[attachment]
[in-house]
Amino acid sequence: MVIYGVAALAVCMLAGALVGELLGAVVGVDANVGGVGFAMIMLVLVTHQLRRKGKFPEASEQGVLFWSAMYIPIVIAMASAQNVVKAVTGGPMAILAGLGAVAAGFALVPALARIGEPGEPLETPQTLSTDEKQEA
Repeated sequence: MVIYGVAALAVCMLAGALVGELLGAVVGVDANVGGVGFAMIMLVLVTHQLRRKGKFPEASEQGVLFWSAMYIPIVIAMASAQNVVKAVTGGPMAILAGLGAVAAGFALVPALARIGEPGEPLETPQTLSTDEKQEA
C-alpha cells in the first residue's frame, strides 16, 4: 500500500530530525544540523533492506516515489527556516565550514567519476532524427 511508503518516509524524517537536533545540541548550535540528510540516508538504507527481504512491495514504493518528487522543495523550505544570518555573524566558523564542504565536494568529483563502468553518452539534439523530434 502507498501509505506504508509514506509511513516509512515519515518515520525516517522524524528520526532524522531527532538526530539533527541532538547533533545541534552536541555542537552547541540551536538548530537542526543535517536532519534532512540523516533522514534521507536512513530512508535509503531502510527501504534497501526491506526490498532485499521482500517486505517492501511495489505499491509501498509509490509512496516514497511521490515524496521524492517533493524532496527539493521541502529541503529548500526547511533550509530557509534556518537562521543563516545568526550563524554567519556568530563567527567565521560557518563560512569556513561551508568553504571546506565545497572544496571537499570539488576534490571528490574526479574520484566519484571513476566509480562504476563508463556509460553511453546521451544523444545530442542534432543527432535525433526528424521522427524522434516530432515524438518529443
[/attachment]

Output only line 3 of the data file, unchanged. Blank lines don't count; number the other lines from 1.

Repeated sequence: MVIYGVAALAVCMLAGALVGELLGAVVGVDANVGGVGFAMIMLVLVTHQLRRKGKFPEASEQGVLFWSAMYIPIVIAMASAQNVVKAVTGGPMAILAGLGAVAAGFALVPALARIGEPGEPLETPQTLSTDEKQEA